Providers Purchased More Than 20 Vehicles to Provide Mobile Treatment Services, and Transport People to Treatment Programs
Governor Andrew M. Cuomo today announced the expansion of mobile addiction treatment and transportation services in New York. More than 20 vehicles have now been purchased by nine providers across the state, with more expected to be purchased in the coming months. More than $1.6 million has been made available for providers to purchase vehicles through this initiative.
"While the nation struggles with an ongoing opioid epidemic, New York is doing everything in its power to expand treatment options and resources to anyone seeking to get on the road to recovery," Governor Cuomo said. "By providing funding for these mobile services, we are making it easier for people suffering from addiction to access the services they need, taking one more step toward a stronger and healthier New York for all."
"We are taking bold and aggressive action to tackle the substance abuse crisis head on," said Lieutenant Governor Kathy Hochul, co-chair of the Governor's Heroin & Opioid Task Force. "Expanding mobile treatment services will remove transportation barriers so those struggling with addiction have access to lifesaving support. New York is paving the road to recovery for countless individuals in need."
"Governor Cuomo's efforts to expand mobile treatment services are making a difference, and saving lives in New York State," New York State Office of Alcoholism and Substance Abuse Services Commissioner Arlene González-Sánchez said. "Location and access to transportation should never be a barrier for someone to receive the services they need to fight this disease."
Providers have purchased and outfitted several different types of vehicles, such as:
- Mobile clinics, which provide telepractice capabilities and exam rooms;
- Mini-mobile clinics, which offer telepractice, without a full exam room; and
- Vehicles to use for either transportation of staff to deliver services or to transport clients to clinics.
A full list of providers who have purchased vehicles through this initiative is listed below:
Capital Region and Mohawk Valley
- New Choices (Saratoga & Montgomery Counties): Two cars to be used for transport, with plans to buy four more vans, which will be outfitted for telepractice.
- Twin Counties (Greene County): One van which will be outfitted as a mobile clinic, with plans to buy two additional vehicles to be outfitted as mobile clinics.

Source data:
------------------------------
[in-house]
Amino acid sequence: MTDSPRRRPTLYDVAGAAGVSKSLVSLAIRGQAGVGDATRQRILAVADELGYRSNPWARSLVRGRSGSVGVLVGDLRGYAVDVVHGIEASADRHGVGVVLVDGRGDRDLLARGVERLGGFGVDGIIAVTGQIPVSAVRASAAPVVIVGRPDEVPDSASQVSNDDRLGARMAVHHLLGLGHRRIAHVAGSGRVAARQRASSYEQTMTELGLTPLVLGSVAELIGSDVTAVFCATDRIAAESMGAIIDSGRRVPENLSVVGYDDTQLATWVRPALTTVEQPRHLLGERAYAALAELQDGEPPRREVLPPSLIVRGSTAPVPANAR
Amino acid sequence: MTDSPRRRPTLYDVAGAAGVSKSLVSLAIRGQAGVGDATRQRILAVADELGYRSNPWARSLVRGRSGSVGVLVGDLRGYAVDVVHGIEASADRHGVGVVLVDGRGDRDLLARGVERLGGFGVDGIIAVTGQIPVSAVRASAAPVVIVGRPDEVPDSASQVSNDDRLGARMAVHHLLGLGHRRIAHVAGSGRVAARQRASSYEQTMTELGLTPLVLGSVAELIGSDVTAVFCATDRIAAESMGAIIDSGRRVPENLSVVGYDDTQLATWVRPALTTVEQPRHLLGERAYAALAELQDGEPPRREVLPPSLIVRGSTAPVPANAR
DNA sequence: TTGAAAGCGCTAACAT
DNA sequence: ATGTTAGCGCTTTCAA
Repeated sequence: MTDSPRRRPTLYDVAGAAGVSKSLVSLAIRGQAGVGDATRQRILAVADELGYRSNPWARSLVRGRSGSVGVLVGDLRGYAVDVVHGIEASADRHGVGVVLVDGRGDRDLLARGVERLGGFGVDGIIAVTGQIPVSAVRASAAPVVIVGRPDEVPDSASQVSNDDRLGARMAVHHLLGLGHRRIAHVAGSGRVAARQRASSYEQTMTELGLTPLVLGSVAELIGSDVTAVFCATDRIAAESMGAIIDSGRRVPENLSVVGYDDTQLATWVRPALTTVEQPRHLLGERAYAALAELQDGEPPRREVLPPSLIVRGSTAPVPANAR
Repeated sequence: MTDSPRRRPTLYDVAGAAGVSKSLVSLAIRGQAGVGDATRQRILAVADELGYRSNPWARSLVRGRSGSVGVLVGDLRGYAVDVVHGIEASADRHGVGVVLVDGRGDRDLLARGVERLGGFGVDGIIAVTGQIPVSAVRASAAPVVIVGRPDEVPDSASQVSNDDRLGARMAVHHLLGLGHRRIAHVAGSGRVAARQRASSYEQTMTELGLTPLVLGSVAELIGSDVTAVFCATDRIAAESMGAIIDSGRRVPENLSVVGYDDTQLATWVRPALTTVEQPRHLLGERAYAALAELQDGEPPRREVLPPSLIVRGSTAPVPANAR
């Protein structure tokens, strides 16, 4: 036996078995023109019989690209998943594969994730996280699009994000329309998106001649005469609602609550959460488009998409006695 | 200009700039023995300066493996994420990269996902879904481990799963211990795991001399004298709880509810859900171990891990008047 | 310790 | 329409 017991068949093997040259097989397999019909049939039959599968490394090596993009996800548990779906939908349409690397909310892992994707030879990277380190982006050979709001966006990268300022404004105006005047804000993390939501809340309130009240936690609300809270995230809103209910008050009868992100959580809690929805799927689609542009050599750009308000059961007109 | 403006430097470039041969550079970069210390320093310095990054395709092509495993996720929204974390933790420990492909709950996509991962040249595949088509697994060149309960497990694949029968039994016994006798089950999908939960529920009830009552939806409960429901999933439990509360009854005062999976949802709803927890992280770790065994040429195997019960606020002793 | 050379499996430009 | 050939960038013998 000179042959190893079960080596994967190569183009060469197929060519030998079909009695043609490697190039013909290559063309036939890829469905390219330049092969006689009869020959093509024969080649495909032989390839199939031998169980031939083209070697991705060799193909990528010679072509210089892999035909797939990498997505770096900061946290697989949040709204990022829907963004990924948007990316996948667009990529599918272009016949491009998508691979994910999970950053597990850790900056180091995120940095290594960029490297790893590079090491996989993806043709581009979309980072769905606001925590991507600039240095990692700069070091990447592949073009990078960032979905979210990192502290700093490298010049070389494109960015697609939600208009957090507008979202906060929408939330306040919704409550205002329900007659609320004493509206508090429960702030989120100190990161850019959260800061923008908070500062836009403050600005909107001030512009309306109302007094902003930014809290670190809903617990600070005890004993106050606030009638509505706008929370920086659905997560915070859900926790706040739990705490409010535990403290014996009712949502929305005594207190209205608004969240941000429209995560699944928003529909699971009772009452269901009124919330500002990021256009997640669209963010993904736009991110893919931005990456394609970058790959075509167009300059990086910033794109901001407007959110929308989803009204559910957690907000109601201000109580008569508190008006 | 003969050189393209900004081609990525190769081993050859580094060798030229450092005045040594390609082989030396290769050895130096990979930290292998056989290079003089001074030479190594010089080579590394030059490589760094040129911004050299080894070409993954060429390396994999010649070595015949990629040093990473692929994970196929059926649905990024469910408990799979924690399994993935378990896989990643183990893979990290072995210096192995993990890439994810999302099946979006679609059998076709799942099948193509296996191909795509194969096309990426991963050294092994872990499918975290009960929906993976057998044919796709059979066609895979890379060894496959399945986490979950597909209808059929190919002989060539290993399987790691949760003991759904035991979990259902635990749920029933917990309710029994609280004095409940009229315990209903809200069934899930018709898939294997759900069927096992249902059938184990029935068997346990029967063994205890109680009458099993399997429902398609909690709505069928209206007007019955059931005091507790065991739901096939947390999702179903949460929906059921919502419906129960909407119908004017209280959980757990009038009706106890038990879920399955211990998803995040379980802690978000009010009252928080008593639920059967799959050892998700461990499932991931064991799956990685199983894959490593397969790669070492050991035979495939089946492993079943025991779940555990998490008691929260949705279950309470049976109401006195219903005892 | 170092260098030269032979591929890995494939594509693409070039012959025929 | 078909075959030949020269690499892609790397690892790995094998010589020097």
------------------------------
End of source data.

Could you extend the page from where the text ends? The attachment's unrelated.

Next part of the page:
Central New York
- Syracuse Brick House (Onondaga, Cayuga, Madison, & Oswego Counties): Four vehicles to be used for transport and mobile services.
- Finger Lakes Area Counseling and Recovery Agency (Yates & Ontario Counties): Two vehicles to provide transport and telepractice.
- Catholic Charities (Sullivan & Ulster Counties): Four vehicles to be used for transport.
- Credo (Jefferson County): One vehicle to provide transport services.
- Trinity (Tioga & Tompkins Counties): Two RVs which will be outfitted as mobile clinics.
- Addiction Center of Broome County (Tioga & Tompkins Counties): Two vans which will be outfitted for telepractice.
The following vehicle purchase was announced previously but is part of the same initiative:
Western New York
- Best Self Behavioral Health, formerly Lake Shore Behavioral Health (Erie & Niagara Counties): Six vehicles, two outfitted as mobile clinics, others to be used for transport.
The mobile treatment and transportation services are part of Governor Cuomo's efforts to expand access to substance use disorder treatment in New York State. Among those initiatives are proposed regulations to authorize payments to Credentialed Alcoholism and Substance Abuse Counselors who provide services in OASAS-approved settings via telepractice.
New Yorkers struggling with an addiction, or whose loved ones are struggling, can find help and hope by calling the state's toll-free, 24-hour, 7-day-a-week HOPEline at 1-877-8-HOPENY (1-877-846-7369) or by texting HOPENY (Short Code 467369).
Available addiction treatment including crisis/detox, inpatient, community residence, or outpatient care can be found using the NYS OASAS Treatment Availability Dashboard at FindAddictionTreatment.ny.gov or through the NYS OASAS website. Visit CombatAddiction.ny.gov to learn more about the warning signs of addiction, review information on how to get help, and access resources on how to facilitate conversations with loved ones and communities about addiction. For tools to use in talking to a young person about preventing alcohol or drug use, visit the State's Talk2Prevent website.